Rescue on the South Face of Half Dome

A Personal Account, Part II
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Zipped in my dripping prison, I closed my eyes and imagined myself at home with my wife, two children, and German shepherd dog. It was Sunday morning. On most Sunday mornings I stayed in bed late. Then I would loll around the heater in the hallway and reluctantly drag myself to the breakfast table for food and hot tea. What I wouldn't give for a cup of hot tea!

I realized there was no chance of Glen climbing the cables. They were surely iced and in the path of frequent avalanches from the fresh snow hanging on the steep, featureless slabs. I tried to convince Warren that we should rappel down the route. He patently refused to have anything to do with rappelling. He said it was folly and he was staying where he was. I thought it was our only hope. Warren's refusal to move put me in a dilemma. I did not want to separate, which is against most ethics of climbing, but I did not want to hang in one place and freeze to death, as I thought we might after another night in the storm. Dying without an effort to escape seemed a most unforgivable thing.

Slowly I climbed out of the hammock and began to set up a rappel alone. I would probably be forced to place several bolts, as I would not always be able to rappel to the piton cracks or bolts we had placed. Warren insisted on staying. I said that I would go down to the Valley and get the park rangers to send a helicopter to rescue him. He said okay and I started down alone.

My immediate goal was the anchor bolt at the end of Warren's last lead, eighty feet below and thirty feet to the left. I hoped to go down, swing over to the bolt, anchor in, pull down the ropes, and continue the descent. I got down the eighty feet, but because of ice on both the wall and my shoes, I could not move even two feet off the vertical track of the rope. My hands were numb, even in gloves. I realized my plan to descend was futile and decided to go back up. I clipped my Jumar ascenders on the rappel rope and put my weight on one. It slipped. I tried the other one. It slipped. The little teeth inside the gadgets were covered with ice and would not bite into the frozen rope. The two strands of the rope were both freezing to the wall and to each other. Even if I had reached the bolt, I never would have pulled down the rappel. The ascenders would not work at all. My strength was ebbing, and I was aware that I might pay dearly for my rashness.

I was infinitely cold. My mind could not conceive of being colder. In midmorning the face was letting loose much of its load from the night before. Small avalanches knocked me about as I tried to tie Prusik loops with stiff hands. The Prusik knots did hold my weight. They didn't slip down the rope. They froze in place each time I tightened one by putting weight on it. Very slowly I moved upward . . . stepping up and prying the frozen snow with my fingers out of gloves . . . releasing the knot and moving it up. After an hour of repetition in agonizing slow motion, I was only halfway back to Warren. My hands felt like two boards. I often felt like blacking out and I had to make conscious efforts not to faint. Warren stood in slings at the pothole helplessly. There was nothing he could do. He couldn't help pull me up in these conditions any more than I could climb the rope hand over hand. I yelled at him to find all the slings he could, clip them together, and lower them. They reached 15 feet below him.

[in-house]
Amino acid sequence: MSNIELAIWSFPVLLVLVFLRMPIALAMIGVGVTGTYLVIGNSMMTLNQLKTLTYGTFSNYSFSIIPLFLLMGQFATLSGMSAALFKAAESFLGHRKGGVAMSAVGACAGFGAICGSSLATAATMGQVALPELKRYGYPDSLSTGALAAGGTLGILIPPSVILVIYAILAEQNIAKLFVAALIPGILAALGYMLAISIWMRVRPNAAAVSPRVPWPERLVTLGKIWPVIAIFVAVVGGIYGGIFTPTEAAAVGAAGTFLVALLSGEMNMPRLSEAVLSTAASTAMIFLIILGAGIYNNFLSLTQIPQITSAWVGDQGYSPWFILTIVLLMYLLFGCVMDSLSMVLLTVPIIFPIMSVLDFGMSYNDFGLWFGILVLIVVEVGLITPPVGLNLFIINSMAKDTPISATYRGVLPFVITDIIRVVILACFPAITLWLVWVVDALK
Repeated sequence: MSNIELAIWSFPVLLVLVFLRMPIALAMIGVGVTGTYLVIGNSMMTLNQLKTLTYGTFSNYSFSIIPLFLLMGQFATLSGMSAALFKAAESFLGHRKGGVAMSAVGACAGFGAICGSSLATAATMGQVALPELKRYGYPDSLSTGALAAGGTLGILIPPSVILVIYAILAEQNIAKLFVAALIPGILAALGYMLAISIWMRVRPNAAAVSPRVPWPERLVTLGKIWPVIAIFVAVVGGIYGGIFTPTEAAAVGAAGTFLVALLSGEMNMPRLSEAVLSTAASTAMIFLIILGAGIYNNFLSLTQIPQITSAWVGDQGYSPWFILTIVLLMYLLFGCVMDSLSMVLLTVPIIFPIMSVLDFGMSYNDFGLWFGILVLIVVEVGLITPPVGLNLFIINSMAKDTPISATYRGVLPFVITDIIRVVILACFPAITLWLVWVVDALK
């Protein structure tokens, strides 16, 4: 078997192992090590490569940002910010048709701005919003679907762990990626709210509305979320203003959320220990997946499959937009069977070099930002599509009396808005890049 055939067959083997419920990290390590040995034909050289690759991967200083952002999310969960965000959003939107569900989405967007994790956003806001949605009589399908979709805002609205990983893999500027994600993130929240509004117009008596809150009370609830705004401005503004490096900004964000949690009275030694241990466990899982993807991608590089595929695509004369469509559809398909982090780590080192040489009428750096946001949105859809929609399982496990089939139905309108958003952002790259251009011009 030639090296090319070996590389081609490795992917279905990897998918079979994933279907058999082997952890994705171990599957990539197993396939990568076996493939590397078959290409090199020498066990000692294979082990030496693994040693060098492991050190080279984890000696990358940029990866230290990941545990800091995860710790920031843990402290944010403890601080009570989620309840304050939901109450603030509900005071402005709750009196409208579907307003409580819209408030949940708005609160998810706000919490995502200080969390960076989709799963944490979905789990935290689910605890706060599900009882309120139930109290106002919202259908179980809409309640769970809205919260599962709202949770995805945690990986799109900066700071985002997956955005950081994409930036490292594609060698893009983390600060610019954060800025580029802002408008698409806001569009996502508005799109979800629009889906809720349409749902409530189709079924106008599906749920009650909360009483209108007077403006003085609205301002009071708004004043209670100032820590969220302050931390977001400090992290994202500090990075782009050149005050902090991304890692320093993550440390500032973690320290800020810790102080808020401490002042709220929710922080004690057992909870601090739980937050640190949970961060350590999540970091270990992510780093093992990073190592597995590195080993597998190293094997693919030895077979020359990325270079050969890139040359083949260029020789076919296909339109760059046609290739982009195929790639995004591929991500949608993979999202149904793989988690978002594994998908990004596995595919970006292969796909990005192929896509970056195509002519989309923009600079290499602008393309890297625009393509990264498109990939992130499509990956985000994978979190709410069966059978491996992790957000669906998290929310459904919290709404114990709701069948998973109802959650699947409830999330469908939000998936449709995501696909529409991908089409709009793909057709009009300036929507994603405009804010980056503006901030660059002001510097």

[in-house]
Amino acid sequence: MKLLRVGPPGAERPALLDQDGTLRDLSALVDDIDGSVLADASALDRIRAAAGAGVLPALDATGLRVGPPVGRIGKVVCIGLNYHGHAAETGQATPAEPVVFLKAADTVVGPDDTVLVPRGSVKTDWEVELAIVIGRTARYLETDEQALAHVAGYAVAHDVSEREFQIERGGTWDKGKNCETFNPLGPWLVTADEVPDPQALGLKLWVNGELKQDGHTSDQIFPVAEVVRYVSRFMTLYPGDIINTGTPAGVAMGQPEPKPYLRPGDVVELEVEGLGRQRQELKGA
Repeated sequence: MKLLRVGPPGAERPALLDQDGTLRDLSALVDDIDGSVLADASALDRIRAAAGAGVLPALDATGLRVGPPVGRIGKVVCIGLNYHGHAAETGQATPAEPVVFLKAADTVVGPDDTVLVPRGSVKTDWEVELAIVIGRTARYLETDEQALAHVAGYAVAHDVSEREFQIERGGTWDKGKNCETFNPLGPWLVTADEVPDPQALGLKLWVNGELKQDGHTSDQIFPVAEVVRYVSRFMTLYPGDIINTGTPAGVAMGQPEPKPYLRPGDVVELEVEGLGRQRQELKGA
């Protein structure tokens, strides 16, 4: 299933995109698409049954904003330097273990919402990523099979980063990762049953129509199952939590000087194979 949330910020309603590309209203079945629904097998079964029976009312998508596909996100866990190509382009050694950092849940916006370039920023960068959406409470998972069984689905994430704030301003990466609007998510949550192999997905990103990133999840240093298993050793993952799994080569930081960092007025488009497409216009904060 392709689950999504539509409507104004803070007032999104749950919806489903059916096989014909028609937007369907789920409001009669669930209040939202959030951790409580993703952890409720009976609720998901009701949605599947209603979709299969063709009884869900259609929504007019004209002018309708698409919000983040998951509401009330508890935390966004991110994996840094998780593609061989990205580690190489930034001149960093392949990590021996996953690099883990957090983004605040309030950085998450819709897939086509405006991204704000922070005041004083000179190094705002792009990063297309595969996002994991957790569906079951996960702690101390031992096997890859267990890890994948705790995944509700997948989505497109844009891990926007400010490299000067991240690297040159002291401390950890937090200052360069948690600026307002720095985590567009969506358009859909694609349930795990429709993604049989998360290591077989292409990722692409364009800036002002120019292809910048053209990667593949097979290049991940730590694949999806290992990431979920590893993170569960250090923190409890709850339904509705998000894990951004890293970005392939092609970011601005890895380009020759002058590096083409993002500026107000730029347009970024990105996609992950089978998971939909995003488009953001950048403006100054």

Life was now a line of gold rope stretching 25 feet to the bottom of the slings. My body revolted. It wanted to give up. My mind forced it to painfully and slowly move upward . . . release a knot . . . move the knot up . . . release the chest loop knot . . . move it up . . . step up . . . etc. Finally, I reached the slings, almost two hours after I had started. I stepped into the lowest loop and quickly worked up to the pothole. Warren took off my pack. It was half filled with snow from the avalanches which had struck me as I was getting out the Prusik handles and knots. He dug inside and got out my hammock. I quickly hung it up and got inside. I put my wooden hands between my legs and after a few minutes the agonizing pains of thawing began to shoot through me. I was now far colder and more miserable than before I had started the descent.